It appears you have not yet Signed Up with our community. To Sign Up for free, please click here....

Cancer: Prostate Message Board

Cancer: Prostate Board Index

[QUOTE=Brute290;3906704]I had a TURP June of 08 1 chip of 8 was 3+3=6. PSA was 2.4 . 6 months later PSA was 0.43 had a biopsy 1 of 12 cores was 3+3=6. Jan 30 had Da Vinci RP. 4 weeks after RP PSA is still 0.428. Did I take it too soon? Dr. says wait another month and re-take PSA . Pathology on prostate after RP found no cancer. Doc is perplexed , I,m perplexed.[/QUOTE]

Hi Bill,

I'm thinking with your doctor that you probably took the PSA too soon, but that level of 0.428 after 4 weeks and a starting point probably between 2.4 and 0.43 is puzzling. I am not familiar with the finer points of RP recovery, but I just checked Dr. Patrick Walsh's 2001 book, "Dr. Walsh's Guide to Surviving Prostate Cancer," pages 292 - 294, and found some pertinent observations. (It's in the section "How Successful Is Treatment".)

Dr. Walsh advises against having the PSA checked too soon, recommending 8 to 12 months after surgery - "when PSA should be at rock bottom." He states that "PSA has a lengthy half-life in the bloodstream (two or three days)-which means it takes quite a while for PSA levels to go down after a radical prostatectomy. For example, if your PSA before surgery was 10, it would take seven half-lives before the PSA fell into the undetectable range (less than 0.1)."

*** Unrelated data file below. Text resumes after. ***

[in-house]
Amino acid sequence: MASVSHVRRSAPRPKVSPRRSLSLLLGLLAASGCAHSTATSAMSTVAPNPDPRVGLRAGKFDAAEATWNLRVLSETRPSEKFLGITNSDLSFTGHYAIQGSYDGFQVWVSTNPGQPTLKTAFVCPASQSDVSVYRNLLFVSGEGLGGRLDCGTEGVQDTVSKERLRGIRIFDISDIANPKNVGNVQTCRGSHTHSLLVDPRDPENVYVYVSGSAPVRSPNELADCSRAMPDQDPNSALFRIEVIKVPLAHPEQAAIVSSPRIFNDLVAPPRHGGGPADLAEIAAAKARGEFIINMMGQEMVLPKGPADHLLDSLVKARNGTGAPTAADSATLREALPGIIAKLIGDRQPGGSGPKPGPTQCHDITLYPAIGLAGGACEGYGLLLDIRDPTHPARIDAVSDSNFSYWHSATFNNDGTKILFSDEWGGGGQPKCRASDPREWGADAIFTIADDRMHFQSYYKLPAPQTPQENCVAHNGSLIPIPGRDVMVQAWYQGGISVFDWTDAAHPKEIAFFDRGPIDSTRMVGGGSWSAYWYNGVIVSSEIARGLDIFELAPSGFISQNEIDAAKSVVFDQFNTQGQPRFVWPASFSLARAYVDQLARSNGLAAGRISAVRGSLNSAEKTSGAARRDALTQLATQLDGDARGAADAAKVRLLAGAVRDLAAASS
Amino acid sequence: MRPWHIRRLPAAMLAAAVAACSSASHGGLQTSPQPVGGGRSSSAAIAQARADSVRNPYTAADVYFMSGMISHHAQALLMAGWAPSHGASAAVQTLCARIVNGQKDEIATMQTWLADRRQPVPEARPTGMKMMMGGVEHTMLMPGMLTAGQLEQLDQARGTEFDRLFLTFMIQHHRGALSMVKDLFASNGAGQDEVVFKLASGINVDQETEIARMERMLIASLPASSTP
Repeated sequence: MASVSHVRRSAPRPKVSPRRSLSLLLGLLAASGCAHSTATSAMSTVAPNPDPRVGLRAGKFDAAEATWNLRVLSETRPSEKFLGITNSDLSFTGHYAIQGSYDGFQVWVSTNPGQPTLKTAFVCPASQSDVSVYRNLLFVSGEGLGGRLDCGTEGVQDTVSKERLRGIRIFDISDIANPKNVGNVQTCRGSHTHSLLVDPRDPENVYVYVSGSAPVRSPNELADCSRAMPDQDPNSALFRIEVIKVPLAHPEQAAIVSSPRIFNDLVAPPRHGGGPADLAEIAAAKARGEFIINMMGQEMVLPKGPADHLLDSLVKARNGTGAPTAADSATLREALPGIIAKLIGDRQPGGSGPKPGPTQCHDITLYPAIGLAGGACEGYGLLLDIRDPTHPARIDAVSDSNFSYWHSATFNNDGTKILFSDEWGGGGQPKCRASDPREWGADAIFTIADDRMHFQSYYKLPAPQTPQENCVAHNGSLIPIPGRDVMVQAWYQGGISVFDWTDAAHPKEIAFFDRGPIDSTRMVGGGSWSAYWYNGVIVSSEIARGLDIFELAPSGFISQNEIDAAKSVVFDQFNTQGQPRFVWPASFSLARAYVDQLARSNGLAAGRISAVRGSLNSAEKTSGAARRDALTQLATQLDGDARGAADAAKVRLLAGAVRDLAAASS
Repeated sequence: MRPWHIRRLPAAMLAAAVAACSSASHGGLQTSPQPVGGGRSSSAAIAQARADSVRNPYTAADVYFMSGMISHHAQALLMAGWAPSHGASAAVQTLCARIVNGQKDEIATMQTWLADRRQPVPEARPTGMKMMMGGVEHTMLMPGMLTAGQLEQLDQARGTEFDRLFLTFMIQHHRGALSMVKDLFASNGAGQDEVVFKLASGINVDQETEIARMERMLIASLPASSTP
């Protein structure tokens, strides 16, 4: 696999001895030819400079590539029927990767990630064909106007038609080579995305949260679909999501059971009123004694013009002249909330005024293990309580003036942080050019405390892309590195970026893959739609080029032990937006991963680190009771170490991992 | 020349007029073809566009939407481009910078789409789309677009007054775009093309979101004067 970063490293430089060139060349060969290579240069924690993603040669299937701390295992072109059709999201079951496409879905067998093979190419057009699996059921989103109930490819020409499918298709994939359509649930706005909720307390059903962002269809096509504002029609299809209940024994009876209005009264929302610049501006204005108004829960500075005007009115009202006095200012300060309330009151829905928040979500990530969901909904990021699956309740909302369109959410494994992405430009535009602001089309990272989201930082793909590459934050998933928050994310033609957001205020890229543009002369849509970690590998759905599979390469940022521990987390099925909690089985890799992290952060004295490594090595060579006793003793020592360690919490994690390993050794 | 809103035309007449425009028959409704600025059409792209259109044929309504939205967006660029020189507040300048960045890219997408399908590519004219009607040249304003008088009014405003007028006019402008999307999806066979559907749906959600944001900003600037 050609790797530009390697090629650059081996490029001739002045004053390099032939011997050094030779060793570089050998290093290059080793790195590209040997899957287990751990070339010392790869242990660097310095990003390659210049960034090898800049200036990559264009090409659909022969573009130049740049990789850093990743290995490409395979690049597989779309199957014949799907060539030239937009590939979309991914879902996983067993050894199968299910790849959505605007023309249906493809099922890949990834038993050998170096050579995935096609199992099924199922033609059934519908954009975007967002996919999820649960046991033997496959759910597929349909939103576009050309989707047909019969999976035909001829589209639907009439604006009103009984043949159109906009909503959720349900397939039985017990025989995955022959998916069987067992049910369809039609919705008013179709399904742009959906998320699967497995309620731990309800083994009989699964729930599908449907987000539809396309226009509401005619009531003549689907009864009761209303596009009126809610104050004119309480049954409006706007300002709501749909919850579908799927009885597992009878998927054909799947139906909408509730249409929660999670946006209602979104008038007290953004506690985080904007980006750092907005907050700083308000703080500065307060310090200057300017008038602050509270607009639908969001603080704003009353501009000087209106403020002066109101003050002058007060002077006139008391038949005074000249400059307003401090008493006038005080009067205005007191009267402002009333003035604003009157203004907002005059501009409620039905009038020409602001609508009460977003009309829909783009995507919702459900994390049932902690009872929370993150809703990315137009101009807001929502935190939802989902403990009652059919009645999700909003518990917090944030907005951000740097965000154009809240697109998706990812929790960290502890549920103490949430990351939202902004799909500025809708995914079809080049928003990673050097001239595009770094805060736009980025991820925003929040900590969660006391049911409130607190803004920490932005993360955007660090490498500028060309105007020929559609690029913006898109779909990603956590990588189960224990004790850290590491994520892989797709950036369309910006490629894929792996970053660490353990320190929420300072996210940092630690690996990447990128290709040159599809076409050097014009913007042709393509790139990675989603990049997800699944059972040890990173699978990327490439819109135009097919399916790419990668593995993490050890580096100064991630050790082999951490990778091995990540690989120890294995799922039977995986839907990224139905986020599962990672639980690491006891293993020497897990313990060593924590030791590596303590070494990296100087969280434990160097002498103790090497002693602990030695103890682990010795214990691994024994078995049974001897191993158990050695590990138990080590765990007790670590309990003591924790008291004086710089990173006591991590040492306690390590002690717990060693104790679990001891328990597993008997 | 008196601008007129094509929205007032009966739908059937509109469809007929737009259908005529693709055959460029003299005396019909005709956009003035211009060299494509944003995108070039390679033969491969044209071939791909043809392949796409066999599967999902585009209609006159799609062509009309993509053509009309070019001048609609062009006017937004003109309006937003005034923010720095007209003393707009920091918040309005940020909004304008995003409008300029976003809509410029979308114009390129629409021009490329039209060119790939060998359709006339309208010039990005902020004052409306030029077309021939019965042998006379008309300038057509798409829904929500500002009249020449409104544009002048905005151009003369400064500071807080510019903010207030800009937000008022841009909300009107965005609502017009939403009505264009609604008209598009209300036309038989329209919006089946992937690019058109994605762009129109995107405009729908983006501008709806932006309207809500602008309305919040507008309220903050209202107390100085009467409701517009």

Daff, if you are seeing this, is that what he says in his more recent book?

It's clear that the understanding of PSA and its role for us has advanced a lot since 2001 :D when Dr. Walsh's book was published. For one thing, the reliable lower limit of practical, useful PSA results is now "<0.01," :D and with special procedures it is as low as 0.003 the last time I checked, perhaps now as low as 0.001 or <0.001. Thus, it is no longer correct to say that a score of "0.1" is undetectable. (Of course, it is correct to say that 0.1 is "undetectable" if the particular test can't reveal lower results, but we should add that that is only because the test is very limited in its capability. To me, that's a lousy test as a sentinel for recurrence. :( :()

Also, as of the 2001 book Dr. Walsh did not advise getting an ultrasensitive test, partly due to the fact that some ultrasensitive tests were apparently unreliable at that time, and partly because he did not see value in learning of recurrence before the PSA rose to about 0.2. The experts I follow now feel strongly that there is value in being forewarned much earlier :cool:; on the flip side, if our scores are very good as they should be and typically are, we can gain peace of mind much earlier :D :angel:. Repeated research studies have now scoped out how PSA should behave after surgery if there is not or is a recurrence. (By the way, the one I have been using most - the Immulite Third Generation ultrasensitive PSA test - has been reliable since before 2001. :cool:)

I hope this helps, and I hope you get that PSA result you hope for!


All times are GMT -7. The time now is 05:39 PM.

2019 MH Sub I, LLC dba Internet Brands. All rights reserved.
Do not copy or redistribute in any form!